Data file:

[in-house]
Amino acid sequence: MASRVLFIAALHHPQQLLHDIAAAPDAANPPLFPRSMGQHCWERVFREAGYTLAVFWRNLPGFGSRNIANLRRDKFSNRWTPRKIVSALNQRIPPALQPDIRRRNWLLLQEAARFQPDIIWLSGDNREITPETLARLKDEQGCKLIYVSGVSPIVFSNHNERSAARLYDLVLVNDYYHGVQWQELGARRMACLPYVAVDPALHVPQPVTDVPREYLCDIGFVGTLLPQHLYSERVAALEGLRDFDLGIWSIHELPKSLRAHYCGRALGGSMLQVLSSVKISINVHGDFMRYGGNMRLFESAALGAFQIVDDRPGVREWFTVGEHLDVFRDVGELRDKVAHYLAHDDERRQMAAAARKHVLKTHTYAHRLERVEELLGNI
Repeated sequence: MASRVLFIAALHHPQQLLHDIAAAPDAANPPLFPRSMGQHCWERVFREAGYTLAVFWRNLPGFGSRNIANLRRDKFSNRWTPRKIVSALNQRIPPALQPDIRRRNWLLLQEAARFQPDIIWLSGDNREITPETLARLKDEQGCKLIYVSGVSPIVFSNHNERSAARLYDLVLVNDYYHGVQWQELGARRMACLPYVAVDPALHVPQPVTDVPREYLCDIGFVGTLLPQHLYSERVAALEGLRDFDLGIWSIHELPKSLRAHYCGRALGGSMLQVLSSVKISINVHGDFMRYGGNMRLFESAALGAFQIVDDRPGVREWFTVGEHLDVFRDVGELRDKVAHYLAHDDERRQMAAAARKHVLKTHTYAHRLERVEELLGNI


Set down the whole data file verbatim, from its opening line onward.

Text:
[in-house]
Amino acid sequence: MASRVLFIAALHHPQQLLHDIAAAPDAANPPLFPRSMGQHCWERVFREAGYTLAVFWRNLPGFGSRNIANLRRDKFSNRWTPRKIVSALNQRIPPALQPDIRRRNWLLLQEAARFQPDIIWLSGDNREITPETLARLKDEQGCKLIYVSGVSPIVFSNHNERSAARLYDLVLVNDYYHGVQWQELGARRMACLPYVAVDPALHVPQPVTDVPREYLCDIGFVGTLLPQHLYSERVAALEGLRDFDLGIWSIHELPKSLRAHYCGRALGGSMLQVLSSVKISINVHGDFMRYGGNMRLFESAALGAFQIVDDRPGVREWFTVGEHLDVFRDVGELRDKVAHYLAHDDERRQMAAAARKHVLKTHTYAHRLERVEELLGNI
Repeated sequence: MASRVLFIAALHHPQQLLHDIAAAPDAANPPLFPRSMGQHCWERVFREAGYTLAVFWRNLPGFGSRNIANLRRDKFSNRWTPRKIVSALNQRIPPALQPDIRRRNWLLLQEAARFQPDIIWLSGDNREITPETLARLKDEQGCKLIYVSGVSPIVFSNHNERSAARLYDLVLVNDYYHGVQWQELGARRMACLPYVAVDPALHVPQPVTDVPREYLCDIGFVGTLLPQHLYSERVAALEGLRDFDLGIWSIHELPKSLRAHYCGRALGGSMLQVLSSVKISINVHGDFMRYGGNMRLFESAALGAFQIVDDRPGVREWFTVGEHLDVFRDVGELRDKVAHYLAHDDERRQMAAAARKHVLKTHTYAHRLERVEELLGNI